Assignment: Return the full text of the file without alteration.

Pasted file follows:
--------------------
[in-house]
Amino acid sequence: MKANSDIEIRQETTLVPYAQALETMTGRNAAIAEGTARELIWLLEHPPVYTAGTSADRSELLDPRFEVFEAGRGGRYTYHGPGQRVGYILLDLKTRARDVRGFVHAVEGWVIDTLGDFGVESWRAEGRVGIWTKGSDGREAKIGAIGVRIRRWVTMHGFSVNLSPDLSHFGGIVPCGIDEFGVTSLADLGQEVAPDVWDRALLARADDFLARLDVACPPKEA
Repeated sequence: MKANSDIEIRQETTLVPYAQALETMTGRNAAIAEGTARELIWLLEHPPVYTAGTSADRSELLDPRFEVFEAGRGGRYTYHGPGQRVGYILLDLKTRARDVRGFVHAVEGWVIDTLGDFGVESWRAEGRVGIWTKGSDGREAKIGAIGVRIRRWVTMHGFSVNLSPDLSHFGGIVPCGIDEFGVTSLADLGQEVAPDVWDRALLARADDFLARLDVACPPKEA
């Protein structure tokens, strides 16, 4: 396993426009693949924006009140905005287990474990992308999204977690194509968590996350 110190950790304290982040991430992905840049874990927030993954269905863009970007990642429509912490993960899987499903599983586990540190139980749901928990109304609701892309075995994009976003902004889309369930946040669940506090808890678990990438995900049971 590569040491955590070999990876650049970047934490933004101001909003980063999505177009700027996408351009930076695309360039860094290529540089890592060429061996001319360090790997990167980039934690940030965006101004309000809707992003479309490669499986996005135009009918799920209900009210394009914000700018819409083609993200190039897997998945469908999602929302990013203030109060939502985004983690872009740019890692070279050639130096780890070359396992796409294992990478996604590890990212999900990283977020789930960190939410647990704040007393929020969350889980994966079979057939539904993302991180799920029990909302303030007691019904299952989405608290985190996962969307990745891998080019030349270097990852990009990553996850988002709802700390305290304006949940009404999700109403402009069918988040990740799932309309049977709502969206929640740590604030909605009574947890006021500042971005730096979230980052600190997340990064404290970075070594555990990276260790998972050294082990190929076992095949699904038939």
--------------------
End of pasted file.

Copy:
[in-house]
Amino acid sequence: MKANSDIEIRQETTLVPYAQALETMTGRNAAIAEGTARELIWLLEHPPVYTAGTSADRSELLDPRFEVFEAGRGGRYTYHGPGQRVGYILLDLKTRARDVRGFVHAVEGWVIDTLGDFGVESWRAEGRVGIWTKGSDGREAKIGAIGVRIRRWVTMHGFSVNLSPDLSHFGGIVPCGIDEFGVTSLADLGQEVAPDVWDRALLARADDFLARLDVACPPKEA
Repeated sequence: MKANSDIEIRQETTLVPYAQALETMTGRNAAIAEGTARELIWLLEHPPVYTAGTSADRSELLDPRFEVFEAGRGGRYTYHGPGQRVGYILLDLKTRARDVRGFVHAVEGWVIDTLGDFGVESWRAEGRVGIWTKGSDGREAKIGAIGVRIRRWVTMHGFSVNLSPDLSHFGGIVPCGIDEFGVTSLADLGQEVAPDVWDRALLARADDFLARLDVACPPKEA
């Protein structure tokens, strides 16, 4: 396993426009693949924006009140905005287990474990992308999204977690194509968590996350 110190950790304290982040991430992905840049874990927030993954269905863009970007990642429509912490993960899987499903599983586990540190139980749901928990109304609701892309075995994009976003902004889309369930946040669940506090808890678990990438995900049971 590569040491955590070999990876650049970047934490933004101001909003980063999505177009700027996408351009930076695309360039860094290529540089890592060429061996001319360090790997990167980039934690940030965006101004309000809707992003479309490669499986996005135009009918799920209900009210394009914000700018819409083609993200190039897997998945469908999602929302990013203030109060939502985004983690872009740019890692070279050639130096780890070359396992796409294992990478996604590890990212999900990283977020789930960190939410647990704040007393929020969350889980994966079979057939539904993302991180799920029990909302303030007691019904299952989405608290985190996962969307990745891998080019030349270097990852990009990553996850988002709802700390305290304006949940009404999700109403402009069918988040990740799932309309049977709502969206929640740590604030909605009574947890006021500042971005730096979230980052600190997340990064404290970075070594555990990276260790998972050294082990190929076992095949699904038939």